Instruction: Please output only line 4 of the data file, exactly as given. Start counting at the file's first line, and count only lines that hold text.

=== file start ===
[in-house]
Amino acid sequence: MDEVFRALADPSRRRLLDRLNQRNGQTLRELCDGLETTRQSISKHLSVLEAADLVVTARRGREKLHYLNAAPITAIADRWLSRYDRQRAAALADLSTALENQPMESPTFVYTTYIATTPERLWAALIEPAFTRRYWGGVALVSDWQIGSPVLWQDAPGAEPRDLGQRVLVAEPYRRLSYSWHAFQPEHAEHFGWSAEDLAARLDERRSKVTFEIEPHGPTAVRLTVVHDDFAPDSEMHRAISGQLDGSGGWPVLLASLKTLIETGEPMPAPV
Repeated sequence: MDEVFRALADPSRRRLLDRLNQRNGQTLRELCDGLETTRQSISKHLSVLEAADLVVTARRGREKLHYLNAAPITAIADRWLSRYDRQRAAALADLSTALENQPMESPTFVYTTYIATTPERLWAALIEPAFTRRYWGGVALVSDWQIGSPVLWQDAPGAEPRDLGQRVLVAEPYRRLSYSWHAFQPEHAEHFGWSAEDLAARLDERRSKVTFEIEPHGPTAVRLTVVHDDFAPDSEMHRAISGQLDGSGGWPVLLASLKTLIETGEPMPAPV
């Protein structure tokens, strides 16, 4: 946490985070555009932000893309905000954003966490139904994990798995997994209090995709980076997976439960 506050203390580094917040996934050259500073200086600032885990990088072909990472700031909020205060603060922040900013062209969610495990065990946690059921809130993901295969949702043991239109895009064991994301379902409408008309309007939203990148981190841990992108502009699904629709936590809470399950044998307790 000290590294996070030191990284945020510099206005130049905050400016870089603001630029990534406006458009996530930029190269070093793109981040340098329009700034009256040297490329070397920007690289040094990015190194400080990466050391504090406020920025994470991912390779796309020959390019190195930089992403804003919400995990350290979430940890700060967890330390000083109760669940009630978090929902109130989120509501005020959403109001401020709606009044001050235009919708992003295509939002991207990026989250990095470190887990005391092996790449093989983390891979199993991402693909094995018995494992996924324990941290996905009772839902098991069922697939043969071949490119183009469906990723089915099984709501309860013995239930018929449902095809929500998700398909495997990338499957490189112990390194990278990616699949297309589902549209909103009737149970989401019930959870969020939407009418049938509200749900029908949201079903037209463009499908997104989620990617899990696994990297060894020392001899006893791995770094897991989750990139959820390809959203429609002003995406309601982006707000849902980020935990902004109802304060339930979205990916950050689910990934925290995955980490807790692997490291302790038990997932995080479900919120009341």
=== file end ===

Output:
């Protein structure tokens, strides 16, 4: 946490985070555009932000893309905000954003966490139904994990798995997994209090995709980076997976439960 506050203390580094917040996934050259500073200086600032885990990088072909990472700031909020205060603060922040900013062209969610495990065990946690059921809130993901295969949702043991239109895009064991994301379902409408008309309007939203990148981190841990992108502009699904629709936590809470399950044998307790 000290590294996070030191990284945020510099206005130049905050400016870089603001630029990534406006458009996530930029190269070093793109981040340098329009700034009256040297490329070397920007690289040094990015190194400080990466050391504090406020920025994470991912390779796309020959390019190195930089992403804003919400995990350290979430940890700060967890330390000083109760669940009630978090929902109130989120509501005020959403109001401020709606009044001050235009919708992003295509939002991207990026989250990095470190887990005391092996790449093989983390891979199993991402693909094995018995494992996924324990941290996905009772839902098991069922697939043969071949490119183009469906990723089915099984709501309860013995239930018929449902095809929500998700398909495997990338499957490189112990390194990278990616699949297309589902549209909103009737149970989401019930959870969020939407009418049938509200749900029908949201079903037209463009499908997104989620990617899990696994990297060894020392001899006893791995770094897991989750990139959820390809959203429609002003995406309601982006707000849902980020935990902004109802304060339930979205990916950050689910990934925290995955980490807790692997490291302790038990997932995080479900919120009341």